[swift-evolution] Swift-based Metal Shading Language

Goffredo Marocchi panajev at gmail.com
Sun Jul 10 03:36:02 CDT 2016

Sent from my iPhone

On 10 Jul 2016, at 08:50, Georgios Moschovitis <george.moschovitis at icloud.com> wrote:

>> working on C++ compatibility/interaction is  still quite key because of the mountains of legacy and new code still written everyday in it.
> Totally agree, but C++ interoperability is orthogonal to my original request. Would love to have both!
>> Also, I think that the right language for the right domain and being able to glue them together is quite key in the modern computing world and using a single language in every computing domain is a chimera that can bring more pain than good.
> I disagree. IMO, the ‘babel’ of programming languages is one of the most annoying problems in our industry. Besides, I don’t see how C++ is any more suitable than Swift for GPU/heterogenous stuff (without peculiar extensions like CUDA). Swift is starting from a clean-slate, and could definitely become a ‘right’ language for this domain.

DSL's sometimes emerge to esse programming challenges, but often arise out of need to dominate the complexity of a domain by catering exclusively to it instead of a jack of all trades - master of none approach. In some cases, the ability to easily approach problems in a deterministic low level way, as well as the wealth of existing code dealing with those problems, is how C and C++ are still very very relevant. The rest is increasingly dominated by JavaScript and Node where performance at a very low power is not critical.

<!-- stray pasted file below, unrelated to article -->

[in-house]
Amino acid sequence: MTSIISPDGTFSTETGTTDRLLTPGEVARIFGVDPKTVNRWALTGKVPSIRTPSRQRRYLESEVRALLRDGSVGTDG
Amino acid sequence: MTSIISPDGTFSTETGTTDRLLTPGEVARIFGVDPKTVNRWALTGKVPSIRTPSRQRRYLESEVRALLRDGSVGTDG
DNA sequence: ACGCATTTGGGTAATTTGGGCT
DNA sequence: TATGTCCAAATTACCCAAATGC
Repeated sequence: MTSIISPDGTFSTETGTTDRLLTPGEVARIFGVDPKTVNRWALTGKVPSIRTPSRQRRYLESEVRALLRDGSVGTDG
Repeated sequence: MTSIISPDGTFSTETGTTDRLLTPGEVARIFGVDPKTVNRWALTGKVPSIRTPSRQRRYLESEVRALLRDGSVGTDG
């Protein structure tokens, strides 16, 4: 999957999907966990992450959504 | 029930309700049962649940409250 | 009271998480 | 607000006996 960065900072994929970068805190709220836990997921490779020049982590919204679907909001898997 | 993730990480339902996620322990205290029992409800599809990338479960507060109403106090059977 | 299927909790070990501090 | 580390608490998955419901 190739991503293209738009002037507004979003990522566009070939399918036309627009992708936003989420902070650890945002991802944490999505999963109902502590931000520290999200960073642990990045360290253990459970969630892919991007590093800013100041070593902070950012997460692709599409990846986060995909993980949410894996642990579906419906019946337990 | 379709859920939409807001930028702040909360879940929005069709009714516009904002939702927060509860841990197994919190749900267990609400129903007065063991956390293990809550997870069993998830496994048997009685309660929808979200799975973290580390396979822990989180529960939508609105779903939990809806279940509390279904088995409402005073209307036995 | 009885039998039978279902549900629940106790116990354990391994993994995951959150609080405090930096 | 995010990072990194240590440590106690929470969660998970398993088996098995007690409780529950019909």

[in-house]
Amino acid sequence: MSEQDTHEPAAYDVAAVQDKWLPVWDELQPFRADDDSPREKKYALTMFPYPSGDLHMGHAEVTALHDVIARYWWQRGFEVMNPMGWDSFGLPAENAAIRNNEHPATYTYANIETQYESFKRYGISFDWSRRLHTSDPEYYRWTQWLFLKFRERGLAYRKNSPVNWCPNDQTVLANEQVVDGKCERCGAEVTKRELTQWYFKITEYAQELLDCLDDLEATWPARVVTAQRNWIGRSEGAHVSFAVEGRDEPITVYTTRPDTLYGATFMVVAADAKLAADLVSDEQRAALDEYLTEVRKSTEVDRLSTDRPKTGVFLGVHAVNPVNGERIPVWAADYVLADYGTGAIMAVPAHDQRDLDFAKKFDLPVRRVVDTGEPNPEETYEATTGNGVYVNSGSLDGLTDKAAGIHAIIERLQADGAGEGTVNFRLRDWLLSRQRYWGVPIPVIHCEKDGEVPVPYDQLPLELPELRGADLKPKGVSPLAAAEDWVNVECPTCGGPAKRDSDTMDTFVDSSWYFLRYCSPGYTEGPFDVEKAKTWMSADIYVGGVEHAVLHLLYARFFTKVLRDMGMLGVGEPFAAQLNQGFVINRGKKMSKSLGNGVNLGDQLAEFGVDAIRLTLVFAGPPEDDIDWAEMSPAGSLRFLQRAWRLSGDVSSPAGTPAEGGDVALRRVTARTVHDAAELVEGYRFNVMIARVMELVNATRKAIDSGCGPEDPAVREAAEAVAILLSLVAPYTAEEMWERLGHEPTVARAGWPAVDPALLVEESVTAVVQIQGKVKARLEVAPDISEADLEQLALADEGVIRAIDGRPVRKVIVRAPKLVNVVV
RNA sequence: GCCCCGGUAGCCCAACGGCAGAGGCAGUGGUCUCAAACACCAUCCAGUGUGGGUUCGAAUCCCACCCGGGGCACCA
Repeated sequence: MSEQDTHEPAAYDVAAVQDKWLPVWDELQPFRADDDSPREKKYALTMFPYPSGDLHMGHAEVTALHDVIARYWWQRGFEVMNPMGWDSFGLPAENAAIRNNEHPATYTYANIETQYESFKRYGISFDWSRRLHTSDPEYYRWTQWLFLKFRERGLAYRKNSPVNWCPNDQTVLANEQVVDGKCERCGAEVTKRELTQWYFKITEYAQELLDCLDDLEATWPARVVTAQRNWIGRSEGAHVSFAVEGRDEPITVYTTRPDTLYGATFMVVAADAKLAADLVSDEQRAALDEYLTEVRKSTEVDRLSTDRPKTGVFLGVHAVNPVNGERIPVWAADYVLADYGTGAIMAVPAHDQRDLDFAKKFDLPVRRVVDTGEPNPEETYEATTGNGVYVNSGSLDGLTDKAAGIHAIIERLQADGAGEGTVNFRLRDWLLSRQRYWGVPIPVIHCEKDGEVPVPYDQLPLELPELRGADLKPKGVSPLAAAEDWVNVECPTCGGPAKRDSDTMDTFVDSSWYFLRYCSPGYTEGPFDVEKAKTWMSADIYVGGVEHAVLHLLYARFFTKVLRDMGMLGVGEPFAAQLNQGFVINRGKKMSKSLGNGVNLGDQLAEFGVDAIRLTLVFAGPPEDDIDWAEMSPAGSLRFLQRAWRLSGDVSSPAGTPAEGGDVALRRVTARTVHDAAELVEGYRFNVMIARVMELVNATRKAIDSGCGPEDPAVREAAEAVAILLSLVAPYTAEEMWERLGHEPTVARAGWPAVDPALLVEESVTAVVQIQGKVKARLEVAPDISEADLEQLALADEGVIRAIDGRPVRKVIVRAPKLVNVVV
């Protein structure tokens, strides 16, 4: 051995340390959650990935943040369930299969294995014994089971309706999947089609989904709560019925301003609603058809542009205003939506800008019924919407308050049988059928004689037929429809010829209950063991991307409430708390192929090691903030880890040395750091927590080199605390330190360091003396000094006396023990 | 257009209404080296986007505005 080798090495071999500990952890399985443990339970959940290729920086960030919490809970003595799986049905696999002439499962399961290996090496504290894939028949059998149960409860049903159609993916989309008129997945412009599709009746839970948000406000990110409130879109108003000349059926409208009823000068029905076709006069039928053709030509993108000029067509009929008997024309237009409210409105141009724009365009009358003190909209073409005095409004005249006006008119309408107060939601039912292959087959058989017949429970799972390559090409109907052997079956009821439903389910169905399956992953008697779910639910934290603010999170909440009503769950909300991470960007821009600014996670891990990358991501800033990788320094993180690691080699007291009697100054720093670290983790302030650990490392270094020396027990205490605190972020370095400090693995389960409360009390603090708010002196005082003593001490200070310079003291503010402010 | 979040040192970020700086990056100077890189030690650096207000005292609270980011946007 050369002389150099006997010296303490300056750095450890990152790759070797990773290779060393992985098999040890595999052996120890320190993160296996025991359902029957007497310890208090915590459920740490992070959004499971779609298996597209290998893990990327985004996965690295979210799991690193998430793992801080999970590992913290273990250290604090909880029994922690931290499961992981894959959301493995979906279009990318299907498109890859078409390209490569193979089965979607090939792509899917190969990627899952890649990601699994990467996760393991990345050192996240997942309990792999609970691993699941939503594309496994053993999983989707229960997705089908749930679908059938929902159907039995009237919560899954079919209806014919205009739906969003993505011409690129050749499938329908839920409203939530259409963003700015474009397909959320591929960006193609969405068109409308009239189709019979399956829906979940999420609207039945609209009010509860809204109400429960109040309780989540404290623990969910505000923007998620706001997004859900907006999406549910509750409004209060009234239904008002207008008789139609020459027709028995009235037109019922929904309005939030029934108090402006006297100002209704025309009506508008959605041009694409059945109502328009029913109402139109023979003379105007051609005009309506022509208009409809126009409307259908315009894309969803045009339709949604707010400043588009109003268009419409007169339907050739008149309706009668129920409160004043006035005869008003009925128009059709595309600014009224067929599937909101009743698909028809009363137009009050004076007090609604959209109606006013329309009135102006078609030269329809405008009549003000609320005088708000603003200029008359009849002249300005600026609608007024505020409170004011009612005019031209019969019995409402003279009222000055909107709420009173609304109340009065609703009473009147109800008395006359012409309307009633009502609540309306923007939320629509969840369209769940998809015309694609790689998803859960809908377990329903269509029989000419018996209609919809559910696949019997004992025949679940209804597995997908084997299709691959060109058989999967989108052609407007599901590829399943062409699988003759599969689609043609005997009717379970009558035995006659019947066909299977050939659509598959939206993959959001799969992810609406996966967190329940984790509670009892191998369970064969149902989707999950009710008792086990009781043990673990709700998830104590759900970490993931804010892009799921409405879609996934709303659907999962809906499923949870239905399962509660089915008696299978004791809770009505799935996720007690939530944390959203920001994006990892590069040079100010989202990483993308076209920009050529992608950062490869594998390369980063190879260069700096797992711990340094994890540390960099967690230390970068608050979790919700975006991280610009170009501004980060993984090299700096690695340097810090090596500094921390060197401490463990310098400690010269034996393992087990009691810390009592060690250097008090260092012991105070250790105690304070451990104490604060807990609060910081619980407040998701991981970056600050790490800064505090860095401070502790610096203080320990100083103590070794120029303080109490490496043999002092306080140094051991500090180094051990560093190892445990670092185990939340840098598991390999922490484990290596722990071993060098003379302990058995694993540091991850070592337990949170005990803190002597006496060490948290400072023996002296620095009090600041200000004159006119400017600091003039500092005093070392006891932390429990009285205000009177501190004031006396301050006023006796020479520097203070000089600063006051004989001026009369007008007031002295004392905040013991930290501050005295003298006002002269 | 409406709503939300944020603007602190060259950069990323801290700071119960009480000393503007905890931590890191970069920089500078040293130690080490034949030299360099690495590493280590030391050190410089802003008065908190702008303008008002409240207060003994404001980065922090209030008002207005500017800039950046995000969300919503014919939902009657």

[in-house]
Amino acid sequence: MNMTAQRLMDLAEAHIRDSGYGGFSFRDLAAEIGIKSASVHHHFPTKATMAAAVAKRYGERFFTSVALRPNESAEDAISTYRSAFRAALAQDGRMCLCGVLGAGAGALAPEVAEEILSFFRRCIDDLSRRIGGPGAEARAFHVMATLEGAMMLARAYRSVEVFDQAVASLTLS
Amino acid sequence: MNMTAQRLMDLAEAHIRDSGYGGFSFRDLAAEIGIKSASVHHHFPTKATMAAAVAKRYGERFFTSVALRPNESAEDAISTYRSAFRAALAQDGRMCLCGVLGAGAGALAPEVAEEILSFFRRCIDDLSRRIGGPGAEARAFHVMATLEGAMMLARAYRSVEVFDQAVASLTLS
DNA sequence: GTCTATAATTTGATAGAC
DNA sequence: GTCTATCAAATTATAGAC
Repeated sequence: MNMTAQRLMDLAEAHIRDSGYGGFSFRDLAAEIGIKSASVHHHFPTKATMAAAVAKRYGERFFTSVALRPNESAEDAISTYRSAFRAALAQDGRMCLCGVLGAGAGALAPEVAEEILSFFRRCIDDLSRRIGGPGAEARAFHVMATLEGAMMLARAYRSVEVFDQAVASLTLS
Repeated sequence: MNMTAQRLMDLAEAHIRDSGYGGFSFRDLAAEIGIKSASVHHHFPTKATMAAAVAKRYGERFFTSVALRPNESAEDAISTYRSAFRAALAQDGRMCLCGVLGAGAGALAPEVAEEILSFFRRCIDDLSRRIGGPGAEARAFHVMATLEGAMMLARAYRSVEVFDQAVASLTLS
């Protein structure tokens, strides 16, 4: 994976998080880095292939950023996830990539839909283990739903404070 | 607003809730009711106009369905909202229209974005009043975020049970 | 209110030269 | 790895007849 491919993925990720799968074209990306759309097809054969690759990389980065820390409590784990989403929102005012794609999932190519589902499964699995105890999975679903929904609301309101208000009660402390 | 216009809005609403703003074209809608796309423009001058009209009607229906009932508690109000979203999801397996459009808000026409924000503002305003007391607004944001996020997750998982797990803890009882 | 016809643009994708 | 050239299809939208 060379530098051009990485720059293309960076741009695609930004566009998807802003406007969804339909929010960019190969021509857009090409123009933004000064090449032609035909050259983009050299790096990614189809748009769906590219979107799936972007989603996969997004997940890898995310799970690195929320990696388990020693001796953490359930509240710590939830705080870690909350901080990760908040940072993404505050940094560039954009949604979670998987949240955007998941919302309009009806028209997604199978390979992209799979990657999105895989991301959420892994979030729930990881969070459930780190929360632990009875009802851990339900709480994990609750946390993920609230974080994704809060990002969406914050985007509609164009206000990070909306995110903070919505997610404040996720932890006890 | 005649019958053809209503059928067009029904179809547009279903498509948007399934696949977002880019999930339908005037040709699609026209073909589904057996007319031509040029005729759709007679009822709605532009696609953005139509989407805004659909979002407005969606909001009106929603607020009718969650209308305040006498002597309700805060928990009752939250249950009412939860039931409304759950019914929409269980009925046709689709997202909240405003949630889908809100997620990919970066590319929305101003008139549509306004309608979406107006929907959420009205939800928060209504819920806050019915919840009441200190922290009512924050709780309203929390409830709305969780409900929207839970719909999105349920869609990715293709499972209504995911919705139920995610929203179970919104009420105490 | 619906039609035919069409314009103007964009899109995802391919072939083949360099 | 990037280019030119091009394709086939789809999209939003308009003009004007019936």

C++ gives you rope to hang yourself with, but in capable hands it gives you all the knobs and levers you need to extract high performance with a very high degree of determinism. 
Garbage collection, automatic reference counting, pass by copy value types with or without copy on write semantics, etc... there are several areas where other languages keep you abstracted from the hardware in a way that does not make performance predictable.
Memory fragmentation, control of allocations of stack and heap memory (preferably away from hot game loops), no extra performance hit when passing memory reference around or iterate on collections (yes people can destroy performance in not very obvious ways too).

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